Janice Bullocks’ car accident last August didn’t make the TV evening news or the morning newspaper.
Not serious enough.
No one died after the cars collided at Valley View Drive and Tree Line Drive in East Las Vegas.
And yet Janice Bullocks’ life was forever changed after police said another driver failed to yield the right of way.
The 59-year-old woman who actually enjoyed making schools spick and span for the Clark County School District — she was a custodian for more than 25 years — can’t do it anymore.
Nor can she play with her grandkids at the park.
Or take trips with daughter Nina to see family and friends outside Nevada.
If she stands up for more than 10 minutes, she has to sit.
If she sits down for more than 10 minutes, she has to stand.
“I know what happened to me isn’t as serious as what’s happened to a lot of other people in car wrecks,” Bullocks, a divorced grandmother, says as she sits in the living room of her east Las Vegas home. “But it sure feels serious.”
You can’t help but believe many of the more than 29,000 injured last year in car accidents in Nevada alone feel the same way.
“My life has been turned upside down,” Bullocks said. “This is hard. I just wish people would pay more attention while they’re driving.”
Surely many of the more than 2 million people that the National Highway Traffic Administration reports are injured each year in car wrecks would agree.
People hurt because other drivers are too busy on cellphones, texting, going too fast, or drinking and drugging and driving.
Neither speed nor booze was a factor in Bullocks’ accident. Inattention was.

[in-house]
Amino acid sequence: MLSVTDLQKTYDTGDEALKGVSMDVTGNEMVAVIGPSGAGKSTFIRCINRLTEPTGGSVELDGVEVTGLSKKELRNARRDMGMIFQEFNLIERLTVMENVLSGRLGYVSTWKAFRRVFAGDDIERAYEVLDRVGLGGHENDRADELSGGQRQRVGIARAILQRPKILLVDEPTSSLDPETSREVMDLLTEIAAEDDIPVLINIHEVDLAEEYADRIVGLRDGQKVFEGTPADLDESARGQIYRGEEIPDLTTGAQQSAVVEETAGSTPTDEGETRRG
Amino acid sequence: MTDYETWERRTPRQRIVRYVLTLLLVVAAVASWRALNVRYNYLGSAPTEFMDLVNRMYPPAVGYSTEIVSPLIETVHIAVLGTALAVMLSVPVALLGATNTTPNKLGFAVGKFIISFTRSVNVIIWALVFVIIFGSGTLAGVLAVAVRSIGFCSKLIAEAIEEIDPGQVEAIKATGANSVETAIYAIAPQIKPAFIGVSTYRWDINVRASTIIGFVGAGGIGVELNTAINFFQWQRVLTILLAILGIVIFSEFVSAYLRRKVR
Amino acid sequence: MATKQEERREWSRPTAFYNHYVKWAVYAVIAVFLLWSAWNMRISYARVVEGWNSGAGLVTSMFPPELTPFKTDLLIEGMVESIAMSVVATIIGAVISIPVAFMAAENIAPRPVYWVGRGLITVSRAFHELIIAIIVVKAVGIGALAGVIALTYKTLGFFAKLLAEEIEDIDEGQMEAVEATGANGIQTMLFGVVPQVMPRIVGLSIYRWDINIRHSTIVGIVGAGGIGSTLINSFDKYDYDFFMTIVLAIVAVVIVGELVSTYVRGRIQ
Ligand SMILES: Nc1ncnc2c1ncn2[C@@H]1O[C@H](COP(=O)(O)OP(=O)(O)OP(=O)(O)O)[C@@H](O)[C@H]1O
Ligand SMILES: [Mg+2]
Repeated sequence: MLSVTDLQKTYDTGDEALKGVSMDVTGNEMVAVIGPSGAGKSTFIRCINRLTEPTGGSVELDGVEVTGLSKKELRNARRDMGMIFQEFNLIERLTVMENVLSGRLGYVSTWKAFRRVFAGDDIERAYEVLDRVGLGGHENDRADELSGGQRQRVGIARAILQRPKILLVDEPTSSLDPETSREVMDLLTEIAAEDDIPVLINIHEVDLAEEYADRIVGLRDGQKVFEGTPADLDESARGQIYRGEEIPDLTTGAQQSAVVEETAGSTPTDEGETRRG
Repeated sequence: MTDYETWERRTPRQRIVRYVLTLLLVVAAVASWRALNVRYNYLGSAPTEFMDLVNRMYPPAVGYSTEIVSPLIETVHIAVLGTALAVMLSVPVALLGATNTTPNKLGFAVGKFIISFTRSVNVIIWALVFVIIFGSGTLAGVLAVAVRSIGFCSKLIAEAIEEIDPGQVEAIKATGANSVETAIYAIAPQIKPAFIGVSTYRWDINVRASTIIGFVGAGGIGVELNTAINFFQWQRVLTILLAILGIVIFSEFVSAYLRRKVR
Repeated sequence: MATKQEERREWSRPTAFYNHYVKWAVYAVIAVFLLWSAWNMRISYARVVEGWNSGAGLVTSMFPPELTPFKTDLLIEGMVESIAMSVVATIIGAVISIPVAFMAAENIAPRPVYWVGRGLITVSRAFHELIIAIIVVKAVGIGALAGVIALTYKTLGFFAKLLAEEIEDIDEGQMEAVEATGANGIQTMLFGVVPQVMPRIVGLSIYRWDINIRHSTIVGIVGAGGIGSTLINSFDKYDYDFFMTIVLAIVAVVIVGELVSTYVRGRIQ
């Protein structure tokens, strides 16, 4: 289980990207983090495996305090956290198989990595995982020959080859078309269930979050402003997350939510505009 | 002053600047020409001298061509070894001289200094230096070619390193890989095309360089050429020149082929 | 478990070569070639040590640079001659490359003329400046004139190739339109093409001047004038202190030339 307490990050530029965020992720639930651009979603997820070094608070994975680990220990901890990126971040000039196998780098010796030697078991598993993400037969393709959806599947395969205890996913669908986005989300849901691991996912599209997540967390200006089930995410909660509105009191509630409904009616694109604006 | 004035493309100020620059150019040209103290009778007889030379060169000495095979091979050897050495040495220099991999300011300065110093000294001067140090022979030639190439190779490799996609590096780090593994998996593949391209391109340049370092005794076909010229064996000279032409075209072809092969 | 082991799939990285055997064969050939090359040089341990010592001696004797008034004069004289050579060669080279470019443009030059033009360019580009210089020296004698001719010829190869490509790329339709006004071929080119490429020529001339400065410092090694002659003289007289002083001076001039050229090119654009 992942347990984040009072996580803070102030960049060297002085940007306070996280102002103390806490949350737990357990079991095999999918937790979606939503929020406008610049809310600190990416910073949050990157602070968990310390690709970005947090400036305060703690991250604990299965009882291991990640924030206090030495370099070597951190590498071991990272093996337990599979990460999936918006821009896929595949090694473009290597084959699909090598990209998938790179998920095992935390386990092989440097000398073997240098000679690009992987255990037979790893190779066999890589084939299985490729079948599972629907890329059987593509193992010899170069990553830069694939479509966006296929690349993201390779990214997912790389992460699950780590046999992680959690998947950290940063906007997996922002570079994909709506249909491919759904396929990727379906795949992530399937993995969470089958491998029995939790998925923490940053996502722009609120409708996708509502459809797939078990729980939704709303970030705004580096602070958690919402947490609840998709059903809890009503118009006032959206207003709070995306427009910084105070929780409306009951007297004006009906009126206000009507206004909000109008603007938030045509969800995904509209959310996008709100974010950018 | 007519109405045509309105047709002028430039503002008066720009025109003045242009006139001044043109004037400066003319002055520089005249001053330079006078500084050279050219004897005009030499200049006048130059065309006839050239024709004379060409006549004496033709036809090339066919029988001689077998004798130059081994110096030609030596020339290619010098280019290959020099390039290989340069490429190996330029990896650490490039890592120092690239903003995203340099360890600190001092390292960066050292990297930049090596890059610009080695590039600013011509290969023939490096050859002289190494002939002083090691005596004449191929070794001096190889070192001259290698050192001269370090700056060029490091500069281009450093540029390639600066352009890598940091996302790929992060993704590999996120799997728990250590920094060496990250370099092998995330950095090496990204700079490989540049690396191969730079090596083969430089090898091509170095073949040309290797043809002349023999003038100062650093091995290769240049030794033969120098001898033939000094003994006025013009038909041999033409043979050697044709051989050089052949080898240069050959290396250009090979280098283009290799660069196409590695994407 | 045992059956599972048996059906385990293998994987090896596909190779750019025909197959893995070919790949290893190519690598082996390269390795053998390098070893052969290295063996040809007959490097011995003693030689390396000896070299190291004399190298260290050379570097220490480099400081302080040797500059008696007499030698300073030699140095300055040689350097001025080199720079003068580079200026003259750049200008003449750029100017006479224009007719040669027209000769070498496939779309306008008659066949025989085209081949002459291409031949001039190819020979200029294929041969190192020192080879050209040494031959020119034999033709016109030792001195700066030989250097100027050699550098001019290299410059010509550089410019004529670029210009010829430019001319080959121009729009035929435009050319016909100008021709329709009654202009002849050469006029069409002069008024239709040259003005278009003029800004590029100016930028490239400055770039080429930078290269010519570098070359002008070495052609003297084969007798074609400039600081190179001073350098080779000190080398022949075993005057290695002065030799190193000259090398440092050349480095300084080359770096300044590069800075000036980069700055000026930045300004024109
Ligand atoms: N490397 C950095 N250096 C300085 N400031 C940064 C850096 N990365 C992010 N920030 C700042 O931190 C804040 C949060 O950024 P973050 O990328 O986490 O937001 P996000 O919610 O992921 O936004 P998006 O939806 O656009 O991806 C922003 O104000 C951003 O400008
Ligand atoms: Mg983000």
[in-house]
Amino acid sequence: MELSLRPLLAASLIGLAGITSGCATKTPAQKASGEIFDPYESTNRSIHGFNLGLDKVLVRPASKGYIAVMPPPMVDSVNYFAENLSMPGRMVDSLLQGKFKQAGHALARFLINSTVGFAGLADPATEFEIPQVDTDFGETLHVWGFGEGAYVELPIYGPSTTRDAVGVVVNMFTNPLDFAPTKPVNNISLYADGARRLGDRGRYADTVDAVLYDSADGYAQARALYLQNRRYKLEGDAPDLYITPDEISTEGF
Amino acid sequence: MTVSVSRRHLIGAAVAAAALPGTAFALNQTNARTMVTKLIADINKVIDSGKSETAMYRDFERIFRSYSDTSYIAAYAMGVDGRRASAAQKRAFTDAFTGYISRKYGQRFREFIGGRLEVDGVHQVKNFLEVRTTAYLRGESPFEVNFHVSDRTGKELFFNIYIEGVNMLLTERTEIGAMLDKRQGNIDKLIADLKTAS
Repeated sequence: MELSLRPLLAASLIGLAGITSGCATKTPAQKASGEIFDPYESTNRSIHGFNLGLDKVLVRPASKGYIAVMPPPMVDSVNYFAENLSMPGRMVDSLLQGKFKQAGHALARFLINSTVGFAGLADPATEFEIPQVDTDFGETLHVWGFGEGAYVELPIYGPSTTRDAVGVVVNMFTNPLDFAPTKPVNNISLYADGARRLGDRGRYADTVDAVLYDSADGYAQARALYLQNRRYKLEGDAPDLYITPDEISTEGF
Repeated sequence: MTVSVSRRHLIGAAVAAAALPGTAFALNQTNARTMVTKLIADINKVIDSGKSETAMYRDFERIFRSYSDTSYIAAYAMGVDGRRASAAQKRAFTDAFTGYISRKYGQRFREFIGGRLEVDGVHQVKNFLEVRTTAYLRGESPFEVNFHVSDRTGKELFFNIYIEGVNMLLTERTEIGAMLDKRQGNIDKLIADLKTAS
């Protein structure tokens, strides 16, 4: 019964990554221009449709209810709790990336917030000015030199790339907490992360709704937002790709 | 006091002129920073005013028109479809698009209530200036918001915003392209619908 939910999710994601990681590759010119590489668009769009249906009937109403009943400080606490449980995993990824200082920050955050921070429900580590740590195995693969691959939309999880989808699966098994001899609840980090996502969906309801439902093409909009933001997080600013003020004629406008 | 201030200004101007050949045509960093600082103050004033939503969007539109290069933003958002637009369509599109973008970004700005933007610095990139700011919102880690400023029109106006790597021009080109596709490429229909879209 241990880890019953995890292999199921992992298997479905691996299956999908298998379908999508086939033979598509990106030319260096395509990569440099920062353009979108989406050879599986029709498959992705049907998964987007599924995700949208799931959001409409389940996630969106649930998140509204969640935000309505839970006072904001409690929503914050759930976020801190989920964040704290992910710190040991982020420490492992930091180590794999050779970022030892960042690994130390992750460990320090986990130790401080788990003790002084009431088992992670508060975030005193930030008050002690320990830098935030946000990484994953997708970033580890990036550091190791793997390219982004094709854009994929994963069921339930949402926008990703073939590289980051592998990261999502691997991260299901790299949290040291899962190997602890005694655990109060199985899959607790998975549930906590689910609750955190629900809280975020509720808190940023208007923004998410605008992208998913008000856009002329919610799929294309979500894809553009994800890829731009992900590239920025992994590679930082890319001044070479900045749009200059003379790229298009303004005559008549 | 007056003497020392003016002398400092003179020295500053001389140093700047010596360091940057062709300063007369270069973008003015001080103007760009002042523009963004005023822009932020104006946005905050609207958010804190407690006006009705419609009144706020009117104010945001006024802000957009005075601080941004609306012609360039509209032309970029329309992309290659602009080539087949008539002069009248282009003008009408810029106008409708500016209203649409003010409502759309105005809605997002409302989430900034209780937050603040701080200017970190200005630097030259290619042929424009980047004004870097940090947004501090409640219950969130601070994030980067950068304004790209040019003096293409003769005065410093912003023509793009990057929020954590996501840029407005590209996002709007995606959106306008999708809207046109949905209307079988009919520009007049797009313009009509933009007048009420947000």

Those who are injured in accidents may escape becoming one of the more than 30,000 people killed each year on the nation’s roads, but many men, women and children now know far more about pain and suffering than they’d like.
An ambulance took Bullocks to Sunrise Hospital. She stayed there for five days with broken ribs, and head, leg, arm and back injuries.
Doctors found she had short-term memory loss.
A pin was placed in both her right ankle and right wrist.
She spent another 30 days in a rehab hospital, where they gave her speech therapy for her brain injury and tried to help her walk and take care of herself in the restroom.
When she got out of rehab, a hospital bed was placed in the living room of daughter Nina’s home. She got around by wheelchair or walker.
Seven months after she got out of the hospital she was able to ditch the wheelchair and walker. But the pain becomes too great if she stands up for 10 minutes. Unfortunately, her back won’t let her sit much longer.
She’s put on 70 pounds since the accident. “I’m so depressed and I’m eating like I’m still working,” she said. “I don’t like to rely on other people. I raised four kids of my own and eight grandkids.”
What adds to Bullocks’ depression are financial worries. Though her insurance has taken care of virtually all but $9,000 of her $100,000 in medical bills, she couldn’t afford the copays for physical therapy.
Her short-term disability insurance, which gave her around two-thirds of her more than $3,500-a-month salary, ended more than a month ago.
Now she’s waiting for her long-term disability to kick in. Her doctors said she can no longer work.
Unlike many drivers who get large monetary settlements after an accident, Bullocks won’t.
“The other driver had the minimum coverage and Janice had just a bit more,” said Bullocks’ attorney, Kelly Huang. He estimates that he’ll be able to get a $30,000 settlement from the insurance companies. Her kids chipped in a couple thousand dollars so she could get a cheap used car.
“I’m afraid on the road now, ” she said. “I’m thankful my accident wasn’t real serious. I don’t know what I’d do then.”
Paul Harasim’s column runs Sunday, Tuesday and Friday in the Nevada section and Thursday in the Life section. Contact him at email@example.com or 702-387-5273. Follow @paulharasim on Twitter.